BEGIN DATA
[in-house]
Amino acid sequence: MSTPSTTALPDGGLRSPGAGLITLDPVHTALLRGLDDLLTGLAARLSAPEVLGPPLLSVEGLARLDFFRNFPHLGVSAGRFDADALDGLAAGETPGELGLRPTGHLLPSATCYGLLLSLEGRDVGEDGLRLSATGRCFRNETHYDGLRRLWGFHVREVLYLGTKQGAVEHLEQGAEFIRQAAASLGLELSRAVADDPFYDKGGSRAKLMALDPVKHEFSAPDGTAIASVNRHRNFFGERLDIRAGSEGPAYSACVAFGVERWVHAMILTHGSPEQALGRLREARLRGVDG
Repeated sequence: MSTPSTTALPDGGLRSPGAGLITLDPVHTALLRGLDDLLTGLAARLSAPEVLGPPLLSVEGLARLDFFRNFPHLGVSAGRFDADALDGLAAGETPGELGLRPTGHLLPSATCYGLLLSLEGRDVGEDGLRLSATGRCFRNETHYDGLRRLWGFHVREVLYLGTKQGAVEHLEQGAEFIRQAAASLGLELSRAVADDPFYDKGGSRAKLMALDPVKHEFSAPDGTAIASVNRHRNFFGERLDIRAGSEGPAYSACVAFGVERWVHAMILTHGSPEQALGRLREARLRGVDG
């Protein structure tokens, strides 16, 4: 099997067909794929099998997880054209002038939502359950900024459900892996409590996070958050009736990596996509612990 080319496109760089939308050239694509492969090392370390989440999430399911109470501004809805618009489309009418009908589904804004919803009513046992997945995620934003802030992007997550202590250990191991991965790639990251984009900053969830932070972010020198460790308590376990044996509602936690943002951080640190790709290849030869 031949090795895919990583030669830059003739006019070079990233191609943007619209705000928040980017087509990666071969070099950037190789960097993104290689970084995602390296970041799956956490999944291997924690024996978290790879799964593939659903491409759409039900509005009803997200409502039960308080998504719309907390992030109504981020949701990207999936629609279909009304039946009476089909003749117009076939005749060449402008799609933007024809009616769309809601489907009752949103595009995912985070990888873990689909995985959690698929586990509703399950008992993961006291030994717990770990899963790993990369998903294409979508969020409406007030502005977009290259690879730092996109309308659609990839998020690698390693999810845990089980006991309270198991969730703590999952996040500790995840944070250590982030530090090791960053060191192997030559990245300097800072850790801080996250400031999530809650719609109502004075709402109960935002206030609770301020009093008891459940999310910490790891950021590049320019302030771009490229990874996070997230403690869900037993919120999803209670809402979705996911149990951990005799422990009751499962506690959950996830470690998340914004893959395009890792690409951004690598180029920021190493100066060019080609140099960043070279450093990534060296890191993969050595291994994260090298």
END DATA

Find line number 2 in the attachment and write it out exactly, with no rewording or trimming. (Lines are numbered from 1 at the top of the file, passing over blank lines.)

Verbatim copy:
Amino acid sequence: MSTPSTTALPDGGLRSPGAGLITLDPVHTALLRGLDDLLTGLAARLSAPEVLGPPLLSVEGLARLDFFRNFPHLGVSAGRFDADALDGLAAGETPGELGLRPTGHLLPSATCYGLLLSLEGRDVGEDGLRLSATGRCFRNETHYDGLRRLWGFHVREVLYLGTKQGAVEHLEQGAEFIRQAAASLGLELSRAVADDPFYDKGGSRAKLMALDPVKHEFSAPDGTAIASVNRHRNFFGERLDIRAGSEGPAYSACVAFGVERWVHAMILTHGSPEQALGRLREARLRGVDG